• Roberto seems like Ken Wakashimazu from Captain Tsubasa with his haircut and being a goalkeeper like him, but also seems based on Tsubasa's teacher, Roberto Hongo, who's also half-Brazilian as Roberto.
    • Also one within Capcom itself: one of Hinata's win poses is the little dance Data does.
    • The soccer stadium stage in Project Justice shows promotion for Power Stone 2, Street Fighter Alpha 3, and Capcom vs. SNK 2: Mark of the Millennium in the large digital billboards. Funny that Kyosuke appeared in Capcom Vs SNK 2 and now Kyo Kusanagi appears in a small cameo in Rival Schools.
  • Inconsistent Spelling: Shoma was spelled as "Syoma" in the arcade version of the first Rival Schools.
    • The "B"/"V" confusion is apparently lampshaded with Kurow's identity as Batsu's doppelganger being named "Vatsu".
  • Super Move Portrait Attack: In Project Justice, connecting with a Party-Up flashes close-ups of the faces of the attacking team's members before showing the three-person beatdown.
  • Take Over the World: He who controls the school board, controls the universe!
  • Title Scream: United By Fate does this for both the English and Japanese titles. Project Justice does this with only the Japanese title.
  • Tomboy and Girly Girl: Natsu and Hinata; disregarding the fact that they are from different schools, they've been friends since childhood. Akira and Yurika is another example, though they've only known each other for a short time prior to the events of Project Justice.
  • Training from Hell: Hayato's aforementioned push-up super.
  • Two-Teacher School: Most of the schools in the series. In the case of Gedo, Pacific and Seijyun, they're all No Teacher Schools as far as the players are aware.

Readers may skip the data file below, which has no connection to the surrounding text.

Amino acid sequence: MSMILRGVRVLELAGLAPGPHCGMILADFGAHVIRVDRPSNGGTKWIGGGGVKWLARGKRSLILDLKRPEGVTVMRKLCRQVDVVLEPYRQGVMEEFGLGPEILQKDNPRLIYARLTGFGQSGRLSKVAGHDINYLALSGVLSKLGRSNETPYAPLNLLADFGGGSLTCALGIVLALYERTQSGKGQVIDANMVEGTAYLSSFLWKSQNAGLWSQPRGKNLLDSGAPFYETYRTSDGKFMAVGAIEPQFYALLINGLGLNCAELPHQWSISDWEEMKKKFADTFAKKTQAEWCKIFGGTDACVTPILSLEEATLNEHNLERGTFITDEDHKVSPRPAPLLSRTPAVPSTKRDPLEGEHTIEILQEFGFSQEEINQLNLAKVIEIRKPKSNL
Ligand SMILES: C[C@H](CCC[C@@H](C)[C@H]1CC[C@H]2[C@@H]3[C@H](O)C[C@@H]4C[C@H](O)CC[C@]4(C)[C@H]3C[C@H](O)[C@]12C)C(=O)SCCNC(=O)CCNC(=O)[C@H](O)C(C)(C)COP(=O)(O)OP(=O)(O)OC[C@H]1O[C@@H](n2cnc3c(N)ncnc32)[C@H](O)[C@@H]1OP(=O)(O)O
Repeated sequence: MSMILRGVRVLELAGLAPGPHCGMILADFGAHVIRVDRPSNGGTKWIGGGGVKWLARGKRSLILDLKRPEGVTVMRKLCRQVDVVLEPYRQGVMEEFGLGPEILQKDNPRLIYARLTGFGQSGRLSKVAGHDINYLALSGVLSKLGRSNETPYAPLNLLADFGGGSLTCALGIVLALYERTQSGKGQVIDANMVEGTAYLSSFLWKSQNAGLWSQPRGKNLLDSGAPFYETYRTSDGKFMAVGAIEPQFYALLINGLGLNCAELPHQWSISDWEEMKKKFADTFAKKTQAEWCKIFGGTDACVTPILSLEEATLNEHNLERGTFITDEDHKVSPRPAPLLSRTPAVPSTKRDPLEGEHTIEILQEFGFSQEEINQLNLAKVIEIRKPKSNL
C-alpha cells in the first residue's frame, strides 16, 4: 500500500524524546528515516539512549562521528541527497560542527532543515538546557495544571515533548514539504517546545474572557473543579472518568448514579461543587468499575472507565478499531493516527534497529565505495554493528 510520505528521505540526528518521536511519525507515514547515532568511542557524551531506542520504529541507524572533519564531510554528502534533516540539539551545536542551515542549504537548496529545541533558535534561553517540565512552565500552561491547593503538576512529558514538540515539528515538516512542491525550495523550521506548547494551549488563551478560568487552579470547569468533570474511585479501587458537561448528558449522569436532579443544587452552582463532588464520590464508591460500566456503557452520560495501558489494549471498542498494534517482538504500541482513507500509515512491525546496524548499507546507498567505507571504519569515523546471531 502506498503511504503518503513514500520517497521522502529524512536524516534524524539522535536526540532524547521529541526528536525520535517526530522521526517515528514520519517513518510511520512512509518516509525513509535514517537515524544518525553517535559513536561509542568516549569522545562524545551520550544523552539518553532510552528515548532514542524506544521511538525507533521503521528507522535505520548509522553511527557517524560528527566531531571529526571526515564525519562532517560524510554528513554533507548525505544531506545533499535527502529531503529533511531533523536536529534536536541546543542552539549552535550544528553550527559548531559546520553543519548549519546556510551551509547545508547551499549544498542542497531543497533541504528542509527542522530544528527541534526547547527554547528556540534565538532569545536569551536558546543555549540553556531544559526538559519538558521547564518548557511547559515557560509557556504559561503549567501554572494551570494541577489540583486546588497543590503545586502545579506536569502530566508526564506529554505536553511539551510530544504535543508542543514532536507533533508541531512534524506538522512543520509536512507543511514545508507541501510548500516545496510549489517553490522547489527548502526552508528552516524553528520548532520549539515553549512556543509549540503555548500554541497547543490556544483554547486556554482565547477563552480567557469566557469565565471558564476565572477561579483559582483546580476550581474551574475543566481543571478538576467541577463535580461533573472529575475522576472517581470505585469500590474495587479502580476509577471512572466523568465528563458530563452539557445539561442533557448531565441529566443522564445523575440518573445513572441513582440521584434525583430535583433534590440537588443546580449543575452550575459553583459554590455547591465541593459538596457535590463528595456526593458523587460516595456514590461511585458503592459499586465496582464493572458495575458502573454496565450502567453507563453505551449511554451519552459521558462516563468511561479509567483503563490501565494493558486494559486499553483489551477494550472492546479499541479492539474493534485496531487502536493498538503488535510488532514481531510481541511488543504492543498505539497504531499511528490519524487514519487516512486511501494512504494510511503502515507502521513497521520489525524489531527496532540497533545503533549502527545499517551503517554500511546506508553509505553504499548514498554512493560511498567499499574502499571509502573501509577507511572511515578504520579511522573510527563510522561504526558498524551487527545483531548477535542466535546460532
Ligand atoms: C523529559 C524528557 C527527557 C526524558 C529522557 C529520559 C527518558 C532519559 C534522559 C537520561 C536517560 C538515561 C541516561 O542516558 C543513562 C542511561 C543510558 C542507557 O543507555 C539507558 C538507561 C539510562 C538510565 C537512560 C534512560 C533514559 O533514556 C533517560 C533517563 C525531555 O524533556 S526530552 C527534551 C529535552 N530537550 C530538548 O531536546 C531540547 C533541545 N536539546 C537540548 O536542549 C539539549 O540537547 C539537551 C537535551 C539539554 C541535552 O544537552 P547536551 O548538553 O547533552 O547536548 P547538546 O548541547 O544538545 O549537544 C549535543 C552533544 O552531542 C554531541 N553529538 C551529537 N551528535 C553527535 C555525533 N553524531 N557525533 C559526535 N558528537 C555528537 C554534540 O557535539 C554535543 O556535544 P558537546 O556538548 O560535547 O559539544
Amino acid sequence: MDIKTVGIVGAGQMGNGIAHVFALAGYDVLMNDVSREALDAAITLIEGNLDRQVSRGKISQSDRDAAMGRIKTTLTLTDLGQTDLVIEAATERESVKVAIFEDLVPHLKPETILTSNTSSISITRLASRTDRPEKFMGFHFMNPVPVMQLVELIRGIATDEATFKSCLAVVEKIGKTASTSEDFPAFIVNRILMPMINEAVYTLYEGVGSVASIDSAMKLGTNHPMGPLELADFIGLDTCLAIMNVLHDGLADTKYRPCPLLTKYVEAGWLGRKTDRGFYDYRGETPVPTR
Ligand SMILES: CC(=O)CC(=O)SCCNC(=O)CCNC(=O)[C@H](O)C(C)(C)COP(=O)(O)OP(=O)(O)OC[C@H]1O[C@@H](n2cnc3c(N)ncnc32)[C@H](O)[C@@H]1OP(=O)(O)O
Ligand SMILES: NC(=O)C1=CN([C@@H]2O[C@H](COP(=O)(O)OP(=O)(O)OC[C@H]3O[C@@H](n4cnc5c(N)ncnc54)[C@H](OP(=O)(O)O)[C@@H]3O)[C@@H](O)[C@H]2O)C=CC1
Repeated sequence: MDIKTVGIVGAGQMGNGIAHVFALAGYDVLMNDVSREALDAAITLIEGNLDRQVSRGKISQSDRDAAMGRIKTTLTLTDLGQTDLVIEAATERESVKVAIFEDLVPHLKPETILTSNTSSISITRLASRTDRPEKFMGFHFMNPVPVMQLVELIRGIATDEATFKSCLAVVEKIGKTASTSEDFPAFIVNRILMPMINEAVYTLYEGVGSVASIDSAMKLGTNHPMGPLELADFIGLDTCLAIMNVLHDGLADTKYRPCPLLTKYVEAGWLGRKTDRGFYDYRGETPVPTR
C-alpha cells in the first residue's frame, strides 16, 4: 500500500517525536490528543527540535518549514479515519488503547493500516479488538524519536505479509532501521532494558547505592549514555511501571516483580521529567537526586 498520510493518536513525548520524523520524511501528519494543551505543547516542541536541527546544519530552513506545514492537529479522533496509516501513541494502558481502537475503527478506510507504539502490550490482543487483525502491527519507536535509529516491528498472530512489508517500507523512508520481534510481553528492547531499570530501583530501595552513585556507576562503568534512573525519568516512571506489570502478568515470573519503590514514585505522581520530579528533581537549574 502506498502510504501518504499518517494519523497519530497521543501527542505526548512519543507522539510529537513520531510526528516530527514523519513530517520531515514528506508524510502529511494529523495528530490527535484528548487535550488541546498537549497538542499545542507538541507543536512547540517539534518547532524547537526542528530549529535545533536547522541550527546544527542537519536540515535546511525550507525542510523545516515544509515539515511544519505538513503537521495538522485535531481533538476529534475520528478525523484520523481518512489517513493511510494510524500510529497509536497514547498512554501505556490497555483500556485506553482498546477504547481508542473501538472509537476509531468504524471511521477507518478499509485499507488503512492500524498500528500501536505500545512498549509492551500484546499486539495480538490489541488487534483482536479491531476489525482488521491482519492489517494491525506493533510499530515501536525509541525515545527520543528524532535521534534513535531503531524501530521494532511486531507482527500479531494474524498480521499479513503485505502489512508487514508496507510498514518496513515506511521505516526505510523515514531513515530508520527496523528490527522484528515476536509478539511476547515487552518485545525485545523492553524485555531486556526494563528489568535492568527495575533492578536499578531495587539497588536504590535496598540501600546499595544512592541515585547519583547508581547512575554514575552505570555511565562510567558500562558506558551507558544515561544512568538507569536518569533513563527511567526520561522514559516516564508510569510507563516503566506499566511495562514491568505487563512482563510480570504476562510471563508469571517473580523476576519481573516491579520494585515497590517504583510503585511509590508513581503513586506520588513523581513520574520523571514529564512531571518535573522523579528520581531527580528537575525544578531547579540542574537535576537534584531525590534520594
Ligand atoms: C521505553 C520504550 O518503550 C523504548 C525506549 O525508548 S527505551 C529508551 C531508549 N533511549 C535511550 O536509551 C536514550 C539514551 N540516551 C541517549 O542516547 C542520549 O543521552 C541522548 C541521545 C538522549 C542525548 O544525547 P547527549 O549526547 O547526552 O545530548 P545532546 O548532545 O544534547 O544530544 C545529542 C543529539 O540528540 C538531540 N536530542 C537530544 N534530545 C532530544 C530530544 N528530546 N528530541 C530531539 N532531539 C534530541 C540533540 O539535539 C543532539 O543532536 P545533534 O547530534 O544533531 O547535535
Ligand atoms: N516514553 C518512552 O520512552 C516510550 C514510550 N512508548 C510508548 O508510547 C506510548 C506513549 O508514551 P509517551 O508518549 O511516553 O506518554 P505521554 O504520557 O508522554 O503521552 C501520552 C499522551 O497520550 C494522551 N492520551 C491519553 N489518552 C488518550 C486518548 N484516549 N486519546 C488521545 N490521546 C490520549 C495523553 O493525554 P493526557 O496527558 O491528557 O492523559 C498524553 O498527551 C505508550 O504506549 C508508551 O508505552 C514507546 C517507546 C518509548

• Updated Re-release:
    • The PlayStation port of the first game featured two discs - the Regular and the Evolution discs. The Regular disc is essentially the arcade port (topped with additional voice acting on the cutscenes). The Evolution disc not only contained the ones with minigames (as well as the character creation stuff found in Japan only), but also had character tweaks. For instance, they removed the Rival Launcher super moves and instead replaced them with a new super move which has then become a standard for the characters.
    • Shiritsu Justice Gakuen: Nekketsu Seisyun Nikki 2, a update of the first Rival Schools, for the PlayStation. Unfortunately, a lot of people mistake it for a sequel.
  • Withholding Their Name: Chairperson refuses to reveal her real name and would rather prefer other characters refer to her by her title.
  • Wounded Gazelle Gambit: Momo is an expert.
  • Wrestler in All of Us: Boman actually does a Kinniku Buster in his Team-Up Attack. That aside, most grapples are wrestling-inspired; even little Momo can bust out a piledriver!
  • Yamato Nadeshiko: Seijyun Girls Academy trains its students to become this. However it's also home to an all-female gang led by Aoi "Zaki" Himezaki. Ironically, the girl who suits the archetype the most is Yurika, The Mole from the Darkside Student Council.

Alternative Title(s): Project Justice